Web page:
She was your basic gorgeous postwar blond: long-limbed and bosomy, with an inviting smile framed by cascading hair. Getting plenty of work as a cheesecake model (no nudity, please) in Miami in the late ’40s, she was almost Marilyn before Marilyn.
But what Bunny Yeager really wanted to do was direct — go behind the camera to take alluring pictures of other women, usually undressed. So in 1953 she took a night class in photography. Yeager’s timing was exquisite: this was just when a young Chicagoan named Hugh Hefner was making female nudity acceptable to the mainstream with a Monroe centerfold in the first issue of his Playboy magazine. And just when an out-of-work actress named Bettie Page was ready for her glamour closeup.
(READ: Corliss on Bettie Page, the Garbo of Bondage)
Yeager, who died Sunday at 85 in North Miami of congestive heart failure, photographed hundreds of attractive women, herself included. Of these, the most memorable — we have to say iconic — was Page. In New York City, Page “starred” in tatty, furtive 8mm bondage loops (Dominant Betty Dances With Whip, Hobbled in Kid Leather Harness) that her Svengali, Irving Klaw, sold in plain brown wrappers at his Movie Star News shop. But in Miami, under Yeager’s congenial tutelage, Page bloomed as the girl next door with the bedroom shades up, or the beach bombshell with the seraphic grin. Between them, the Blond Bunny and brunette Bettie made nudity look both sexy and healthy.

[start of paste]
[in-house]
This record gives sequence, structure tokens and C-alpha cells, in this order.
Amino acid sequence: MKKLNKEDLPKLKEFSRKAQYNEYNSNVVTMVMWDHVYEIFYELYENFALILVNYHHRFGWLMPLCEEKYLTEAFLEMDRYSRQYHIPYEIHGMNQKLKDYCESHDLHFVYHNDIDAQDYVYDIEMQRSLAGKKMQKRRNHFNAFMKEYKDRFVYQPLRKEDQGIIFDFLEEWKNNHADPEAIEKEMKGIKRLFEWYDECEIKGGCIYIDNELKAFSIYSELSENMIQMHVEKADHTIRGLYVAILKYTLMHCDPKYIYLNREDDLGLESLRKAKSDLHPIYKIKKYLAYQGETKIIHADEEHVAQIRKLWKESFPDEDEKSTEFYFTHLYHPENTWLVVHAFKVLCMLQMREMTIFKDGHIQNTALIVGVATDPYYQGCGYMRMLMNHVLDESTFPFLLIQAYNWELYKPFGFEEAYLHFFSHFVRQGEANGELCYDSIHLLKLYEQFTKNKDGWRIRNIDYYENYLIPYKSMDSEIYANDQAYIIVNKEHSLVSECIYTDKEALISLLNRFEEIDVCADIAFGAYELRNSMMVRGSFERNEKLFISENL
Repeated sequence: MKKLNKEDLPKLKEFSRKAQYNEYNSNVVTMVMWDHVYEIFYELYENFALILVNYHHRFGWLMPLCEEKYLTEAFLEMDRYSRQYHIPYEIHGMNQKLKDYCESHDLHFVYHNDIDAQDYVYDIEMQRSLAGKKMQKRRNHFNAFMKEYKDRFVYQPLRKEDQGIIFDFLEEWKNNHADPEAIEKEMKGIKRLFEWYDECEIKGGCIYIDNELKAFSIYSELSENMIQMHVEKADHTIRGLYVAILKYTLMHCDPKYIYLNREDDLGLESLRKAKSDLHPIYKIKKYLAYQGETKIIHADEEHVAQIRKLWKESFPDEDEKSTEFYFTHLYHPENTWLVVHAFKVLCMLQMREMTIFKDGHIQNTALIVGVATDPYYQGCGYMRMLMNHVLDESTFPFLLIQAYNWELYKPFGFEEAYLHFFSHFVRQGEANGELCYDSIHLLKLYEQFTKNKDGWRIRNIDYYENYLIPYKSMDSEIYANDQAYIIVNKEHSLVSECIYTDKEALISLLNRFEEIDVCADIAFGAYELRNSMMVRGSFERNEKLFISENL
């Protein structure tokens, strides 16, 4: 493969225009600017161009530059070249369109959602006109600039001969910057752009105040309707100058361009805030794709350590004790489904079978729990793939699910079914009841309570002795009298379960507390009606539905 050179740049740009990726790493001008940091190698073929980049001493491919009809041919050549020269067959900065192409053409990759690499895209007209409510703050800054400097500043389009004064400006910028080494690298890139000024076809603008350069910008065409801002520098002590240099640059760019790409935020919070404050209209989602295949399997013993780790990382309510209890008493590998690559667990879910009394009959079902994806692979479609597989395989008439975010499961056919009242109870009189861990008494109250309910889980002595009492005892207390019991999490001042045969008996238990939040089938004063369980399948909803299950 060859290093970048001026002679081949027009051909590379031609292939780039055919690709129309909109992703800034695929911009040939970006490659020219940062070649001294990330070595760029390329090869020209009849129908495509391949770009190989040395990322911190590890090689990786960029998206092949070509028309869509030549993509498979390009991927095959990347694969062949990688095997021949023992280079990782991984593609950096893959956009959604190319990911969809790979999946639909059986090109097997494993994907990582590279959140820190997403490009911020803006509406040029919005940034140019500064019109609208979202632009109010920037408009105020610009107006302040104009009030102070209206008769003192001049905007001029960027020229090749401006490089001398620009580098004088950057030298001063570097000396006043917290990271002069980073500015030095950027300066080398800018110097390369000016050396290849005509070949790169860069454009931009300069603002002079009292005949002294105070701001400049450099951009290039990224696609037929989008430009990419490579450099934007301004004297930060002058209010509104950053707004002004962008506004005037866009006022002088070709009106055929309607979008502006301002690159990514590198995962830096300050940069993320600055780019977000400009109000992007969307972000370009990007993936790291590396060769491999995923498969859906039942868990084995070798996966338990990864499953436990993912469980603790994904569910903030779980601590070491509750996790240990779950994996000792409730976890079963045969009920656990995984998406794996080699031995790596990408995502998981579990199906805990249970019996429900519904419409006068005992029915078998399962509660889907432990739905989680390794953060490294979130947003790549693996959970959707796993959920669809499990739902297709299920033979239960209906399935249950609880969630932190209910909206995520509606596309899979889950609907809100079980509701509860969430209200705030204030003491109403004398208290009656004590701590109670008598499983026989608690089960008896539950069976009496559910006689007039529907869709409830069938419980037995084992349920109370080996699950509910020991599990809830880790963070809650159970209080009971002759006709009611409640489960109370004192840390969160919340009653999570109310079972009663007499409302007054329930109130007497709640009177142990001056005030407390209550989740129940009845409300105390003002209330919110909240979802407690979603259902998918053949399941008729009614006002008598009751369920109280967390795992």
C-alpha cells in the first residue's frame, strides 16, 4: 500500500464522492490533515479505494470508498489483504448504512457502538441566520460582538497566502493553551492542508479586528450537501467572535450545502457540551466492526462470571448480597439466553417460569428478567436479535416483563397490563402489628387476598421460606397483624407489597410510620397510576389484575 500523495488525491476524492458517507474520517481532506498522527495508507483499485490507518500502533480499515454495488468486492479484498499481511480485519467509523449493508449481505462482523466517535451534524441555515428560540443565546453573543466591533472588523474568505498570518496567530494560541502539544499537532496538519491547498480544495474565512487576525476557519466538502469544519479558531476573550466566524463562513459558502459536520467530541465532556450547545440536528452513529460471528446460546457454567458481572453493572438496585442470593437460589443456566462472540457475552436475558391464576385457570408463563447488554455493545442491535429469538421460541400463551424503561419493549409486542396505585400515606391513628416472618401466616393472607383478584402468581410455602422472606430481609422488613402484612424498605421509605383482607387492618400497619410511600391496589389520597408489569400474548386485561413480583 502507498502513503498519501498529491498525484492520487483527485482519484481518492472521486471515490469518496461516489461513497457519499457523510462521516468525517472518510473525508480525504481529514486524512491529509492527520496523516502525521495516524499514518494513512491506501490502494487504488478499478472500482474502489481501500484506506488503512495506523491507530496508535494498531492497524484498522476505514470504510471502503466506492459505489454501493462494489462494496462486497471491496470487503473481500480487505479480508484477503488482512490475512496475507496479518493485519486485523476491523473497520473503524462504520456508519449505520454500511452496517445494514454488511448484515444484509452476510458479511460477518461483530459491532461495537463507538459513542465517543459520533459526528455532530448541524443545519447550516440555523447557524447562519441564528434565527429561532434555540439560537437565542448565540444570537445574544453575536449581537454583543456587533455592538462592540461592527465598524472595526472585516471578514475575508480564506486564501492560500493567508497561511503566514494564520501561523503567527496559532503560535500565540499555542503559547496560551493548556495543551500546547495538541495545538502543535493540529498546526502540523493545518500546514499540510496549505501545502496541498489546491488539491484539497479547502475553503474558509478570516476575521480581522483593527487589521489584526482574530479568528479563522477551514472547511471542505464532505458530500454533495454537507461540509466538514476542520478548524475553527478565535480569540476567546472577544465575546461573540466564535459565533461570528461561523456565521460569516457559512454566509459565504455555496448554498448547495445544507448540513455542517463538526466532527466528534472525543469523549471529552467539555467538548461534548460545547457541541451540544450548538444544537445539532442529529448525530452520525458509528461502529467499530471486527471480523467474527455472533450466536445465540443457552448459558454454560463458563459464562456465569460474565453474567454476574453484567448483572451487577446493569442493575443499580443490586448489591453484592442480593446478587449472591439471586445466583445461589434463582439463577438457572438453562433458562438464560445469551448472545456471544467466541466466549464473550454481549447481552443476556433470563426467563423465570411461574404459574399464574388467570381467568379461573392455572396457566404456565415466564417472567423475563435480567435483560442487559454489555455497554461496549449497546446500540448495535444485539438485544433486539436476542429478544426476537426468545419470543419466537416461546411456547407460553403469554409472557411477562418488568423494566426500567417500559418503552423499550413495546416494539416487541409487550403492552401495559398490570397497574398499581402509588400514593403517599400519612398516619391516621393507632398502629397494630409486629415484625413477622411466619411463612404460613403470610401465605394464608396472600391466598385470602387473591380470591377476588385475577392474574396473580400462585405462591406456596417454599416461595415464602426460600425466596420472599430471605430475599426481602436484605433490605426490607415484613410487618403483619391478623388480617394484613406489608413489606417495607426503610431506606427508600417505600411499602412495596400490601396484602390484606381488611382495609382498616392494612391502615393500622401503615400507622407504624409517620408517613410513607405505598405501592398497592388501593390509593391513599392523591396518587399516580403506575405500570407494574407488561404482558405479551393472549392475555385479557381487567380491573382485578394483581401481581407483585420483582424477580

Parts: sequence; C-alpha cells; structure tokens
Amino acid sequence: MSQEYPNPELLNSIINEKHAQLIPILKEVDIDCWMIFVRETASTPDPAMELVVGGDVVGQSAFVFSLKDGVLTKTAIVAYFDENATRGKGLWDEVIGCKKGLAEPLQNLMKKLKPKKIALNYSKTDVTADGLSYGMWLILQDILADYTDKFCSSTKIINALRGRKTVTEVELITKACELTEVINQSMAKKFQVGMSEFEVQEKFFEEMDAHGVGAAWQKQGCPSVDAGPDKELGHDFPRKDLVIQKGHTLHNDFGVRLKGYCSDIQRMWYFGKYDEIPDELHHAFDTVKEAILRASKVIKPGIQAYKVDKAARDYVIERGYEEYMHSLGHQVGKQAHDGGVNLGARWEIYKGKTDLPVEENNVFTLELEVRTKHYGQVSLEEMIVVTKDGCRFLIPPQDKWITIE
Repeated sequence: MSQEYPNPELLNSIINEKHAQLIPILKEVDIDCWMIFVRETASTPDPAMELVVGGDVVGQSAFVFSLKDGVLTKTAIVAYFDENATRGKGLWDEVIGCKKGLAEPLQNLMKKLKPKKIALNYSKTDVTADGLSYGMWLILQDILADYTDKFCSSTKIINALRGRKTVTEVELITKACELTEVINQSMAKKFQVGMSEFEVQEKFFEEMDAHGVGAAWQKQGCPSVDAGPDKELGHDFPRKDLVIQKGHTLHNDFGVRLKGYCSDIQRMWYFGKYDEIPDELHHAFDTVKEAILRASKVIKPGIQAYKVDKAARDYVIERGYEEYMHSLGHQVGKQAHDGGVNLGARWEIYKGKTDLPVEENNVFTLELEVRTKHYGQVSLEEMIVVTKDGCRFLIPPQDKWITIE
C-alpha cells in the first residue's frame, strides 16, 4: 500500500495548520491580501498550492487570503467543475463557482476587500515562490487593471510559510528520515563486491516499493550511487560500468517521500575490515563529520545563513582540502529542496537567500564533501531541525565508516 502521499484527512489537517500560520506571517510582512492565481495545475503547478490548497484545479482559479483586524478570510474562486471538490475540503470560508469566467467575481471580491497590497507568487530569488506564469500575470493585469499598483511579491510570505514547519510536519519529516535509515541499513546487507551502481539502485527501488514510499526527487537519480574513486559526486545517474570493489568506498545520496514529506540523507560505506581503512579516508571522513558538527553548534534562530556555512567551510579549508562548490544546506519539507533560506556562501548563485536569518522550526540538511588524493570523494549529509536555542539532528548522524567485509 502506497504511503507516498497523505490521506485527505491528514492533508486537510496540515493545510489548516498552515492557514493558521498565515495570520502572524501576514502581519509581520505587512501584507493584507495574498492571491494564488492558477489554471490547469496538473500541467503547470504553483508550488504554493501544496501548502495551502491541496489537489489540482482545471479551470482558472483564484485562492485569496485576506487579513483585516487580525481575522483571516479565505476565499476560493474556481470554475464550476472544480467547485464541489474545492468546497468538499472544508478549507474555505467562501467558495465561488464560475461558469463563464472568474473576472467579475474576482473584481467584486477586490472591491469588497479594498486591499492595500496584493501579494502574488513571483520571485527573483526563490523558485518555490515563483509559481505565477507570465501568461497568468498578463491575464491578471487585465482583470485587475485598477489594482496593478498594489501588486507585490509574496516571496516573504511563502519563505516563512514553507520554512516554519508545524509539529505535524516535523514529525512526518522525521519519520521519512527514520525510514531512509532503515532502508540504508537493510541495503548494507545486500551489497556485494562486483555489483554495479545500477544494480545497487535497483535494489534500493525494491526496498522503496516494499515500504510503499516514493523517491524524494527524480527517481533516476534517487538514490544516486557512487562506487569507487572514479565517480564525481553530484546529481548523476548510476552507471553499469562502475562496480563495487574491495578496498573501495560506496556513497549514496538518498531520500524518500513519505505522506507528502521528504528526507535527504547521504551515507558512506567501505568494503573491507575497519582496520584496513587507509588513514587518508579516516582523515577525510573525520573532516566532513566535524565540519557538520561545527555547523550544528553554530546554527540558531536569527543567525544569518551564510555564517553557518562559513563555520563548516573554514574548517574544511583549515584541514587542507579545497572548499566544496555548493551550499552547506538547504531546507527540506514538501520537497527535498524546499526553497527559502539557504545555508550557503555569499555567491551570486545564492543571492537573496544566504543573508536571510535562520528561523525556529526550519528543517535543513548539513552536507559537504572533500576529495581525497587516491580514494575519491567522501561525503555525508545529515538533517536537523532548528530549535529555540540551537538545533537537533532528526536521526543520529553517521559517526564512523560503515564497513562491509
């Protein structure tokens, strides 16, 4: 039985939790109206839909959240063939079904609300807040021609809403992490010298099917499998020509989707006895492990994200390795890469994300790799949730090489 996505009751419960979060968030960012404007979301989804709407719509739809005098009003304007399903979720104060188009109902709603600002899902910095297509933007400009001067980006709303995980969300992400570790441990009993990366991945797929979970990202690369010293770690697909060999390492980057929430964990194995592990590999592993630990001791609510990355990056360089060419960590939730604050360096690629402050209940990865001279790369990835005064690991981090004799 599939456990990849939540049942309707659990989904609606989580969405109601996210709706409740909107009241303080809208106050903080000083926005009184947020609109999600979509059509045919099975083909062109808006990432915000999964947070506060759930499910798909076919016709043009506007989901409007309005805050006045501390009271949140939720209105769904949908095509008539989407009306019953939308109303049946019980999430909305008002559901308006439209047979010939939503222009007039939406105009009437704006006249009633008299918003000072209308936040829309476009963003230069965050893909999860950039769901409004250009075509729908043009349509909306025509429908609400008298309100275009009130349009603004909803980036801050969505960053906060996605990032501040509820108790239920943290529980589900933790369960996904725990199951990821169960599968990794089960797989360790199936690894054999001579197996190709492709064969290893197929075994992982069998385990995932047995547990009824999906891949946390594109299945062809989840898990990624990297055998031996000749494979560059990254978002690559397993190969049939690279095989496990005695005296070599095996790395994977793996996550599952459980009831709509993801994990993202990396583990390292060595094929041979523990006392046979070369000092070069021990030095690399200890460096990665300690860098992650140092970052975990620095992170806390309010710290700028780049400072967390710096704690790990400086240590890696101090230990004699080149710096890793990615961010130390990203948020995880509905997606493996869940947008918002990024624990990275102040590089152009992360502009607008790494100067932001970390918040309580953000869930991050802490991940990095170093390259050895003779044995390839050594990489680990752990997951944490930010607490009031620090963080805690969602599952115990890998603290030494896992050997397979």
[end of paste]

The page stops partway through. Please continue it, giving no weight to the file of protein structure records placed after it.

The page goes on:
Born Mar. 13, 1929 (her website says 1930) in Wilkinsburg, Pa., Linnea Eleanor Yeager moved to Miami with her folks when he was 17 and quickly became a favorite of the local photographers. For that night class she took some of her model friends to a Boca Raton zoo and photographed them with the cheetahs — the same milieu that Page would famously pose in, wearing (sometimes) a leopard-print bathing suit.
Bunny and Bettie worked together in 1954 and instantly struck gold: the Jan. 1955 Playboy featured a Page centerfold shot by Yeager. It was one of the first centerfold photos submitted directly to the magazine; Hefner had bought the Monroe nude and most of the following year’s foldouts in a batch for $5,000. He paid Yeager $100 for the Bettie pic.
(READ: How Playboy changed America)
Yeager used Miami sunlight as the accoutrement of radiance for her subjects; they seemed utterly at ease posing a woman every bit as beautiful as they. In retrospect, her work seems a picture of innocence. That’s why it fell out of fashion as Playboy and its rivals went more explicit in the ’70s and beyond. It’s also why Yeager’s reputation recently bloomed, with gallery showings and coffee-table retrospectives. For some admirers, her photos are a flashback to first loves, and first lusts — nudity as the purest form of nostalgia.
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